• Lots of people use NarraFirma for PNI projects, big and small. Projects start out small and non-critical, then move up to larger, more ambitious projects as the software is tested more completely.
  • People tell us what needs fixing, and they send us great ideas for improving the software.
  • People help each other use NarraFirma in forums and groups. A community grows.
  • Some of the people in the community improve NarraFirma. People fix bugs, add features, create templates, and write helpful guides.
  • From time to time, somebody supports the project with a donation or a grant.
  • Once in a while, somebody pays me/us to provide training or coaching, do some catalysis work, add a new feature to the software, or meet some other specific need.
  • In time, the software and its community grow into a strong resource many thousands of people can rely on to bring the benefits of PNI to their communities and organizations.
If you would like to help me do any of this, here are some things you can do.
  • Take a look at NarraFirma. Send  some feedback.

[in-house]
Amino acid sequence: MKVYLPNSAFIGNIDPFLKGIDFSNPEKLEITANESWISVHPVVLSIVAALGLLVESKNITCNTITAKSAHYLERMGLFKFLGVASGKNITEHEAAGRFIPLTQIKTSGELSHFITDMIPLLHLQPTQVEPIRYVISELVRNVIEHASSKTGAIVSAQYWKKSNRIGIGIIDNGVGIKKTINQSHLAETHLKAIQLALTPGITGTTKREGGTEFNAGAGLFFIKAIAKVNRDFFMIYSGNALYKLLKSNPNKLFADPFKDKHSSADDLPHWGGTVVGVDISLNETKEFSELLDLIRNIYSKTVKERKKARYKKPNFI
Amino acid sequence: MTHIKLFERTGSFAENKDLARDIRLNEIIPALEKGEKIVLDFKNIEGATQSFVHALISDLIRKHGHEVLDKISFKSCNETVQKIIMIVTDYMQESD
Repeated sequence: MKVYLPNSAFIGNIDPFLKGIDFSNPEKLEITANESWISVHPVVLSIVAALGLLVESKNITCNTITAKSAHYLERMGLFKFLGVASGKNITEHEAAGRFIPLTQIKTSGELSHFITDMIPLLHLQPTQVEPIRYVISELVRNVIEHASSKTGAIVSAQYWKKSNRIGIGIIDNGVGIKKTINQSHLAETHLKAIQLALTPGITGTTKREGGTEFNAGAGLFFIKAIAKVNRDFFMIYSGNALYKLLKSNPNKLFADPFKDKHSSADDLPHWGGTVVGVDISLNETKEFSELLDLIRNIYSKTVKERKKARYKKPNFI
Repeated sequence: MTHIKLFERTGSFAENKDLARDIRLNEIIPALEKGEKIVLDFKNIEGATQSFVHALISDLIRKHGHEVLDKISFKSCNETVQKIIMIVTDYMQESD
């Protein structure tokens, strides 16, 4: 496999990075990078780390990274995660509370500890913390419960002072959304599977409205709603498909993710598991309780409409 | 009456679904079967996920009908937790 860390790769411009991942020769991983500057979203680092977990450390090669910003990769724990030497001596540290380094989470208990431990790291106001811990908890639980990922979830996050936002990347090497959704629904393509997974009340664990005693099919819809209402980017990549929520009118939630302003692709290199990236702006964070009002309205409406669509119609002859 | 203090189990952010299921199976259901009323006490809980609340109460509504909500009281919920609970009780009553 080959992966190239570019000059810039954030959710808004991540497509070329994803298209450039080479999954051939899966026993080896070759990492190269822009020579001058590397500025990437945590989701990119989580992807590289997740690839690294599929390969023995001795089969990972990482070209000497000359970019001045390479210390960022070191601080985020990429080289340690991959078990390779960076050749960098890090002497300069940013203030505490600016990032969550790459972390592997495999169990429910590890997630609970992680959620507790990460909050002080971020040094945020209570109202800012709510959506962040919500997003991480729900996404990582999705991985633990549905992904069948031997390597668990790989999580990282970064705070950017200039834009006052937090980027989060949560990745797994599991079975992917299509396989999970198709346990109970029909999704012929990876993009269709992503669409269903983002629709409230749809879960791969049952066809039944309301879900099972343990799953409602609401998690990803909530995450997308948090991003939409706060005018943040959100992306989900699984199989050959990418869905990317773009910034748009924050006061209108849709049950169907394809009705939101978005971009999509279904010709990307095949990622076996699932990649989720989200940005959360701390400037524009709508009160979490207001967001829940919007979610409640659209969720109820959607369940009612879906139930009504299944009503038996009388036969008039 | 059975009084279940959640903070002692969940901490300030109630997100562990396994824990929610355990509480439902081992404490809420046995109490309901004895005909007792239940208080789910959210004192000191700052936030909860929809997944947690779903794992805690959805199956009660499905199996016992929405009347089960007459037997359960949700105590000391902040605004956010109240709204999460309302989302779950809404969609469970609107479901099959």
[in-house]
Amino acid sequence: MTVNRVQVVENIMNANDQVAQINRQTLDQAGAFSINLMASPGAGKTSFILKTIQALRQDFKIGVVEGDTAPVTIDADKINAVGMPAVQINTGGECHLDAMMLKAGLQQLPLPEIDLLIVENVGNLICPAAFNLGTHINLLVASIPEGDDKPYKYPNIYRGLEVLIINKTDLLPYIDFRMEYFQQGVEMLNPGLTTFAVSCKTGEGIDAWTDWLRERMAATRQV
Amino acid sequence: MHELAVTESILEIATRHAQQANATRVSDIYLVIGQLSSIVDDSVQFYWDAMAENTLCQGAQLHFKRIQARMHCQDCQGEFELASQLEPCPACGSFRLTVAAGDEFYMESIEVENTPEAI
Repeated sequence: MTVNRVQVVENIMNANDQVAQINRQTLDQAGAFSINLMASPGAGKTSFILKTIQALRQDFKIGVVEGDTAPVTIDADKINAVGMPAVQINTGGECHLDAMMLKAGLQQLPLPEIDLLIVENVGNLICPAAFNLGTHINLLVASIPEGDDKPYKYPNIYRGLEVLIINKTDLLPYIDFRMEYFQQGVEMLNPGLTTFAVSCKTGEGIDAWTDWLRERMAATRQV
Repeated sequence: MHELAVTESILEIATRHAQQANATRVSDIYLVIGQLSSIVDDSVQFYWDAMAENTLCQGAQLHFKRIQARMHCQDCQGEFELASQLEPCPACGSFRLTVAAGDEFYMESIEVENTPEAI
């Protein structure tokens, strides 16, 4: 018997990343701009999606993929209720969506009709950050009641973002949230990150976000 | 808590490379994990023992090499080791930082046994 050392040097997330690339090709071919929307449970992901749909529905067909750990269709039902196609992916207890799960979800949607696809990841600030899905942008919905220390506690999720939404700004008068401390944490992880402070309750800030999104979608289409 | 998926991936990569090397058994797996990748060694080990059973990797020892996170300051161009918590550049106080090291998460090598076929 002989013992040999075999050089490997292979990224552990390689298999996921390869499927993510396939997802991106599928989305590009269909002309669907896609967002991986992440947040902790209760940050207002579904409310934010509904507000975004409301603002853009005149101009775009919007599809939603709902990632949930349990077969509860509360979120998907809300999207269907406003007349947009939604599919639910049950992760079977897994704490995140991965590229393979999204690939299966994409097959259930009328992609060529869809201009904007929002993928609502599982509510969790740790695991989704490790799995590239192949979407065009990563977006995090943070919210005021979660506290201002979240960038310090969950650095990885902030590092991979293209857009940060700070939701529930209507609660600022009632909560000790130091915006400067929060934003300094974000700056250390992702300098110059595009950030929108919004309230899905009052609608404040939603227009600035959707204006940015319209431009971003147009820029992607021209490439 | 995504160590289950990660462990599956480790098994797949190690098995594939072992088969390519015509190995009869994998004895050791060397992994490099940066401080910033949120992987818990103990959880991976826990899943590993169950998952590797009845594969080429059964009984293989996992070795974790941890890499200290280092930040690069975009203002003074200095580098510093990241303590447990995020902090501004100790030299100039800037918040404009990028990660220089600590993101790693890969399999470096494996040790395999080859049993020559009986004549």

• Tell other people about NarraFirma. Tweet, blog, email, whatever. Spread the word.
  • Thank us for making NarraFirma, and help us keep working on it, by making a small donation. (It's not tax deductible, but it's karma boosting. By the way, if you were one of the people who sent a donation to support the book, I want to take this opportunity to thank you again. Your donations have been heartening, and they helped inspire us to keep going and make NarraFirma.) 
  • The next time you think you might like to use participatory narrative inquiry, consider using NarraFirma. When you do, ask questions on the support forum; submit bug reports; make suggestions.
  • If you know of any grants that might be a good fit for funding future NarraFirma development, let me know. If you would like to work together toward any grants, let me know.
  • If you're using NarraFirma and need some help, or want it to do something it can't do, consider hiring me/us to help you or to improve the software.
If you have any questions I haven't answered here, send me a note. I'm eager to talk about NarraFirma and what it can do for you.


Gene Bellinger said...

Cynthia, I think a video with voice over that tells a story would be helpful. I watched the current video and didn't find it meaningful. I think there was way too much to absorb. Try to go back and think about what it was like before you knew all you already know about the software and try to explain it to me from there as that's where I am.